2.5.2. Data Sources

The primary source for this evaluation is the Florida STORET database and the EPA-mandated reports required by the CWA, such as the Florida 303(d) report of impaired waters. These reports become the basis for future water quality management and restoration efforts. These are publicly available online at DEP 2004 and DEP 2009d. Previous versions of this report used EPA STORET data instead of the Florida STORET data used this year.

2.5.3. Limitations

In 1998, under the Florida standards (62-303 F.A.C.; DEP 2013l), 16 waterbodies in the LSRJB were listed as impaired for turbidity. Many of these were urban streams between the city of Jacksonville and Mayport, areas where urban runoff may have been a problem. Many have since been “delisted” in the CWA process. This may truly indicate substantial improvements, but it may also have been partly a function of the sampling timing during pre-hurricane drought conditions in 2004, which greatly reduced runoff and associated turbidity. For example: the earlier 303(d) report listed Cedar River and Goodbys Creek, as well as the mainstem of the river above the Dames Point area, at high risk of turbidity impairment, while later assessments, based on sampling in 2004, did not find turbidity impairments. Additionally, we have chosen to use virtually all the STORET data in spite of changes in methodology, uneven spatial and temporal sampling, and other issues that limit both the validity and generalization of the trend.

2.5.4. Current Conditions

Based on current data available from STORET, turbidity conditions seem to be satisfactory for the LSJRB, as seen in the figure above. Reported violations of sediment control practices from work sites resulting in high turbidity events still exist, but progress is being made. In 2016, the highest turbidity value observed was 70.10 NTU. Year to year, these values vary due to rainfall events, land-disturbing activities, and other such occurrences.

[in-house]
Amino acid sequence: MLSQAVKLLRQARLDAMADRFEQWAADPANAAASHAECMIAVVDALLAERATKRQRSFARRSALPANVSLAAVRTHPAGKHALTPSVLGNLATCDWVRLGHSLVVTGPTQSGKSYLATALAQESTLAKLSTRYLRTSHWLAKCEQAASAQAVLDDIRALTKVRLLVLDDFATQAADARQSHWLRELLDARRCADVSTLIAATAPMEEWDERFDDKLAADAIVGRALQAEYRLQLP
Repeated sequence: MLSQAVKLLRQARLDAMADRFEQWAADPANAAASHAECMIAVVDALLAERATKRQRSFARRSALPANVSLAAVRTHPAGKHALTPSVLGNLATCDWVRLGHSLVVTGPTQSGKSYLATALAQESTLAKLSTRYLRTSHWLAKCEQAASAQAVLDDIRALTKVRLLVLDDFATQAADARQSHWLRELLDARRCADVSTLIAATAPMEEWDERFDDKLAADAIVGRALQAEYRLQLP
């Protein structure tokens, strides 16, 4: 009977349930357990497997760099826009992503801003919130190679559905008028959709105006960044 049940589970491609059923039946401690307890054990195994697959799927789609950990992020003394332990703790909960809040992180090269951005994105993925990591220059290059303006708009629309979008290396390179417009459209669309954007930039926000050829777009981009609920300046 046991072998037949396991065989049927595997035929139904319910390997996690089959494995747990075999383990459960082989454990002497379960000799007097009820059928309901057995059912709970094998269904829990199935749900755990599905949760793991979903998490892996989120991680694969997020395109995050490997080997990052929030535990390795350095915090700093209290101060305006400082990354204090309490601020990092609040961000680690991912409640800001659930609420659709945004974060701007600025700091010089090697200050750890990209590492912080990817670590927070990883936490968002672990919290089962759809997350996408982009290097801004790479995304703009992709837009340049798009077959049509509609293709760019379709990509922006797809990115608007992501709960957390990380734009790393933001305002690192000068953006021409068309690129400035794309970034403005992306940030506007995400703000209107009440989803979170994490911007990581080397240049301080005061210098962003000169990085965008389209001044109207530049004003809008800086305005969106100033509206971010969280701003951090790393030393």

In May 2009, the following waterbodies were included in the final list of waterbodies proposed for delisting from the Florida 303(d) list: Goodbys Creek (WBID 2326), Cedar River (WBID 2262), Wills Branch (North Prong WBID 2282), Grog Branch (WBID 2407), and Butcher Pen Creek (WBID 2322) (DEP 2009c). These five waterbodies had been included in the previous draft delist list.

2.5.5. Trend and Future Outlook

Status: Satisfactory

Trend: Unchanged

Current management of turbidity in Duval County, for example, includes a requirement for land-disturbing activities to be overseen by a developer’s certified staff, routine visits of land-disturbing sites, review of erosion control plans, and a citizen reporting mechanism. Heightened public awareness and improved engineering sediment control practices are bringing improvements in this area. Finable events over the past few years and the press they received will help keep the pressure on proper engineering practices. Vigilance in design of retention and detention ponds, sediment fences and public monitoring all can help. Reporting of turbidity events and sediment discharges near land-clearing and construction projects, particularly future Developments of Regional Impact (DRI) and monitoring existing municipal separate storm sewer system (MS4) areas for storm runoff should help ensure the best outcomes for the LSJR. Tributaries are particularly prone to turbidity events after a heavy rainfall.